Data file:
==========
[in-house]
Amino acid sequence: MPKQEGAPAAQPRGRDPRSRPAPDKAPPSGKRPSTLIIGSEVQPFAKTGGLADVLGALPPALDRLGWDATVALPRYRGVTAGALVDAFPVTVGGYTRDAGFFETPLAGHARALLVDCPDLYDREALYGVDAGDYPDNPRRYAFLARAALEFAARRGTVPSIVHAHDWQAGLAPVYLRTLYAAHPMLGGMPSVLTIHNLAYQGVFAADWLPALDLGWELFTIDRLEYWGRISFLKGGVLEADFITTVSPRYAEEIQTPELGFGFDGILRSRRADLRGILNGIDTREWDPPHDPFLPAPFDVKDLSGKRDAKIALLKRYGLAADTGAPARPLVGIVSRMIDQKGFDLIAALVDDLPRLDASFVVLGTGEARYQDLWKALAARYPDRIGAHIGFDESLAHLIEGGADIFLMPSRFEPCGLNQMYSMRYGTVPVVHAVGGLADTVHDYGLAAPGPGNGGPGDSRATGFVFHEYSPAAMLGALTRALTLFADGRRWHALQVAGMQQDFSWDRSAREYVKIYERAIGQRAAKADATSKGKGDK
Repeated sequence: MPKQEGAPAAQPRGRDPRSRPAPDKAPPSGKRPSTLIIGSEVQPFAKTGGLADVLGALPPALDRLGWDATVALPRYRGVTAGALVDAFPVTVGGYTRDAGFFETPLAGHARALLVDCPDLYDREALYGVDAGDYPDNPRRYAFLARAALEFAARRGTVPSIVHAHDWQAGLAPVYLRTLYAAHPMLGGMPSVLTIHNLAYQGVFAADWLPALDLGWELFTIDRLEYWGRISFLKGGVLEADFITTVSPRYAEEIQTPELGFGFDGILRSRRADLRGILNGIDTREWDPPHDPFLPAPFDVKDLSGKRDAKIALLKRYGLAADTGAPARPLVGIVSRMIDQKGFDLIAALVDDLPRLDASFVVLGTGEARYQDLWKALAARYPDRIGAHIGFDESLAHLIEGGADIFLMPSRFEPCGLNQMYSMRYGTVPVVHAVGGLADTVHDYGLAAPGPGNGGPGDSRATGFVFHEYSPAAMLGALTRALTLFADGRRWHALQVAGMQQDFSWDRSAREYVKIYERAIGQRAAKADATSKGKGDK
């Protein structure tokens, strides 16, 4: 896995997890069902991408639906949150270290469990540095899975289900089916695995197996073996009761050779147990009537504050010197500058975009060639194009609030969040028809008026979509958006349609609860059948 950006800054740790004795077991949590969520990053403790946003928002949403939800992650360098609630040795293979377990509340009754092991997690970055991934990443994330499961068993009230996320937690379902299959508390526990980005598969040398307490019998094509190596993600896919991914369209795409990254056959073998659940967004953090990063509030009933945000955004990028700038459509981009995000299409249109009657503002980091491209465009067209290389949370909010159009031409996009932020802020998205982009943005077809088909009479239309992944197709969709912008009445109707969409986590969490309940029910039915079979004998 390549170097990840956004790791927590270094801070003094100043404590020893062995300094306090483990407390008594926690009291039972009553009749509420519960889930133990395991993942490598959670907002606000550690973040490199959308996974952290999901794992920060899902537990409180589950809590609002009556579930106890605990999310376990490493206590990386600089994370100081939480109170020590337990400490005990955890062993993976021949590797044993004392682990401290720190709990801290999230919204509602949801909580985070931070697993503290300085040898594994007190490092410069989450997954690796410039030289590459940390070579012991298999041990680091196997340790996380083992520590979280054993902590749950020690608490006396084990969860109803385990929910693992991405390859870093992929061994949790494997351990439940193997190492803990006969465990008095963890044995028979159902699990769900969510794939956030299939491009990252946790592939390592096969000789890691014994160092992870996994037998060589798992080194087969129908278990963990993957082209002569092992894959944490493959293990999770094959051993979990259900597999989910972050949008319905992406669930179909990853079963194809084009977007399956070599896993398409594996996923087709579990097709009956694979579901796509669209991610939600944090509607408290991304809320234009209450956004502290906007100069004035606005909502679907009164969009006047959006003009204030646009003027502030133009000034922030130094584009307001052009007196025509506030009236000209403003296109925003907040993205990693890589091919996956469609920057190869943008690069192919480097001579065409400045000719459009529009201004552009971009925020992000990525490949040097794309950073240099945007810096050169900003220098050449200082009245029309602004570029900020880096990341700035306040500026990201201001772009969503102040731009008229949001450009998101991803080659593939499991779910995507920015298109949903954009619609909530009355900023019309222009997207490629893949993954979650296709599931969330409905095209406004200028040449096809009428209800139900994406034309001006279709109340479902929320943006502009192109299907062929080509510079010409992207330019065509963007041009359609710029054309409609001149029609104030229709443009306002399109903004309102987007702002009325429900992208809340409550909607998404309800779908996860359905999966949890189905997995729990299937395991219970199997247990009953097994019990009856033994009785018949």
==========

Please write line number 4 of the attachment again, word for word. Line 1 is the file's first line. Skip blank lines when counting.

């Protein structure tokens, strides 16, 4: 896995997890069902991408639906949150270290469990540095899975289900089916695995197996073996009761050779147990009537504050010197500058975009060639194009609030969040028809008026979509958006349609609860059948 950006800054740790004795077991949590969520990053403790946003928002949403939800992650360098609630040795293979377990509340009754092991997690970055991934990443994330499961068993009230996320937690379902299959508390526990980005598969040398307490019998094509190596993600896919991914369209795409990254056959073998659940967004953090990063509030009933945000955004990028700038459509981009995000299409249109009657503002980091491209465009067209290389949370909010159009031409996009932020802020998205982009943005077809088909009479239309992944197709969709912008009445109707969409986590969490309940029910039915079979004998 390549170097990840956004790791927590270094801070003094100043404590020893062995300094306090483990407390008594926690009291039972009553009749509420519960889930133990395991993942490598959670907002606000550690973040490199959308996974952290999901794992920060899902537990409180589950809590609002009556579930106890605990999310376990490493206590990386600089994370100081939480109170020590337990400490005990955890062993993976021949590797044993004392682990401290720190709990801290999230919204509602949801909580985070931070697993503290300085040898594994007190490092410069989450997954690796410039030289590459940390070579012991298999041990680091196997340790996380083992520590979280054993902590749950020690608490006396084990969860109803385990929910693992991405390859870093992929061994949790494997351990439940193997190492803990006969465990008095963890044995028979159902699990769900969510794939956030299939491009990252946790592939390592096969000789890691014994160092992870996994037998060589798992080194087969129908278990963990993957082209002569092992894959944490493959293990999770094959051993979990259900597999989910972050949008319905992406669930179909990853079963194809084009977007399956070599896993398409594996996923087709579990097709009956694979579901796509669209991610939600944090509607408290991304809320234009209450956004502290906007100069004035606005909502679907009164969009006047959006003009204030646009003027502030133009000034922030130094584009307001052009007196025509506030009236000209403003296109925003907040993205990693890589091919996956469609920057190869943008690069192919480097001579065409400045000719459009529009201004552009971009925020992000990525490949040097794309950073240099945007810096050169900003220098050449200082009245029309602004570029900020880096990341700035306040500026990201201001772009969503102040731009008229949001450009998101991803080659593939499991779910995507920015298109949903954009619609909530009355900023019309222009997207490629893949993954979650296709599931969330409905095209406004200028040449096809009428209800139900994406034309001006279709109340479902929320943006502009192109299907062929080509510079010409992207330019065509963007041009359609710029054309409609001149029609104030229709443009306002399109903004309102987007702002009325429900992208809340409550909607998404309800779908996860359905999966949890189905997995729990299937395991219970199997247990009953097994019990009856033994009785018949």